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Author Anita Raghavan Examines White Collar Crime at Ninth Annual Haitkin Lecture

Haitkin Lecture | Anita Raghavan

Remember, if you break the law and get caught, the only person who gets hurt is you.

Anita Raghavan, author of The Billionaire’s Apprentice and contributor to The New York Times and Forbes, delivered the Ninth Annual Haitkin Lecture at NYU Stern this spring. Hosted by Stern's Business & Society Program, Raghavan’s talk centered on "Rajat Gupta's American Dreams.” One of the central characters in Raghavan’s book, Gupta was an Indian-American businessman and philanthropist who served as the managing director of McKinsey & Company from 1994-2003 and was a board member of Goldman Sachs. Gupta was also convicted of insider trading charges and sentenced to prison and $5 million in fines in 2012.

She contrasted Gupta’s story with that of her father’s – an Indian-American, Princeton graduate who never wavered from his goals. Raghavan’s father achieved success as a botanist and a successful author in the field. He also never changed houses.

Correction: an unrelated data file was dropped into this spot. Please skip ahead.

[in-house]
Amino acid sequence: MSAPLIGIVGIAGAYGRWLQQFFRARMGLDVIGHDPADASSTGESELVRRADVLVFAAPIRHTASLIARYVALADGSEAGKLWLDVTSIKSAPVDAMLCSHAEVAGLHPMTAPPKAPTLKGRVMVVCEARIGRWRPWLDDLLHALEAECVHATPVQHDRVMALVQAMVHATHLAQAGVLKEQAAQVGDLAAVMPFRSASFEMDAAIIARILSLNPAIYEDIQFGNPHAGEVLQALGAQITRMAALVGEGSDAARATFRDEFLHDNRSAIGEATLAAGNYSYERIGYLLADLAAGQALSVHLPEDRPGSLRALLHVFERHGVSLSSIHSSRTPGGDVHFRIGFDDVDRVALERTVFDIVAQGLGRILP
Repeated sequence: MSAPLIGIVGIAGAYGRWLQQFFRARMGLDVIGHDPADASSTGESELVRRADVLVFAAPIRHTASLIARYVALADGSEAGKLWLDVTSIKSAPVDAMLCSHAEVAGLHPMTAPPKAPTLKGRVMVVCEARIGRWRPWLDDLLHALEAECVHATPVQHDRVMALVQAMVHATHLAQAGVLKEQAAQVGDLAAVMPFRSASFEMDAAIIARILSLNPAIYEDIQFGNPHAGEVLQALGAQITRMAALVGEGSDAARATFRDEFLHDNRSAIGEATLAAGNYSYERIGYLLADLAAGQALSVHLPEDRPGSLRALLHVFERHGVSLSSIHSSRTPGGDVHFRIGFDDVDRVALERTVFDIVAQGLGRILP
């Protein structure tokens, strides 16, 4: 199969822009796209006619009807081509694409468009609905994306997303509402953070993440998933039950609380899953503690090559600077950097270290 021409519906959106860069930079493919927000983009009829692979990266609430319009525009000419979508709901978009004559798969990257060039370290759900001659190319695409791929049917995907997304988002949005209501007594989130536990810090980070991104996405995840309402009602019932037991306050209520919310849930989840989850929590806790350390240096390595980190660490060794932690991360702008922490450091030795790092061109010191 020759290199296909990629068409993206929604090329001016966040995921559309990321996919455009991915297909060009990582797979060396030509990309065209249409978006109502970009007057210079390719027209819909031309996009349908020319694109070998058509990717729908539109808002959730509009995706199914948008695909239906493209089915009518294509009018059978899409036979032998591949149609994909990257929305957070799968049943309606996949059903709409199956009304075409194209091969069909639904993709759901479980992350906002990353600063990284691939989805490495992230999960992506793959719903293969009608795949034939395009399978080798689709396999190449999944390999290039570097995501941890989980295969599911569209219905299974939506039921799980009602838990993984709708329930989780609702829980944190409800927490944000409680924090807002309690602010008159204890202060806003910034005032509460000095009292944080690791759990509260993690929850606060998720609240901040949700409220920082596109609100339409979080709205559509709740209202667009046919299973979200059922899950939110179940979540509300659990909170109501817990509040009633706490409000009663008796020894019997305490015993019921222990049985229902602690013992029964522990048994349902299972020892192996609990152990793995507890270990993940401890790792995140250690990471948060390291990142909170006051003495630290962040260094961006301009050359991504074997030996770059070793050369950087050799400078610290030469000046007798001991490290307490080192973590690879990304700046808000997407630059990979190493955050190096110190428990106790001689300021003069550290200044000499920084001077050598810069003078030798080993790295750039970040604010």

Raghavan argued that the penalty for white collar crime should be prison time, saying that hefty fines aren’t an effective deterrent for the ultra-wealthy. She also warned students in the audience, “Remember, if you break the law and get caught, the only person who gets hurt is you.”

About the Haitkin Lecture:
The annual Haitkin Lecture is a forum dedicated to the examination of issues of integrity and ethics in business. It is a special opportunity that allows for Stern students to listen to and ask questions of extraordinary individuals from academia, practice and the press. The Haitkin Lecture was established through the generosity of Stern alumnus Jeffrey Haitkin, BS ’68.

Past lecterns include Kurt Eichenwald, author of Conspiracy of Fools; Nell Minow, founder of The Corporate Library, author and noted shareholder activist; Marc Rotenberg, executive director of the Electronic Privacy Information Center (EPIC); Thomas Ekeli, investment director in the asset management department of the Norwegian Ministry of Finance; Rosanne Haggerty, founder of Common Ground; Simon Johnson author of 13 Bankers: The Wall Street Takeover and the Next Financial Meltdown; Paul Volcker, former chairman of the Federal Reserve Board and Neil Barofsky, former inspector general of TARP (Troubled Asset Relief Program) and former federal prosecutor in the United States Attorney’s Office, Southern District of New York.

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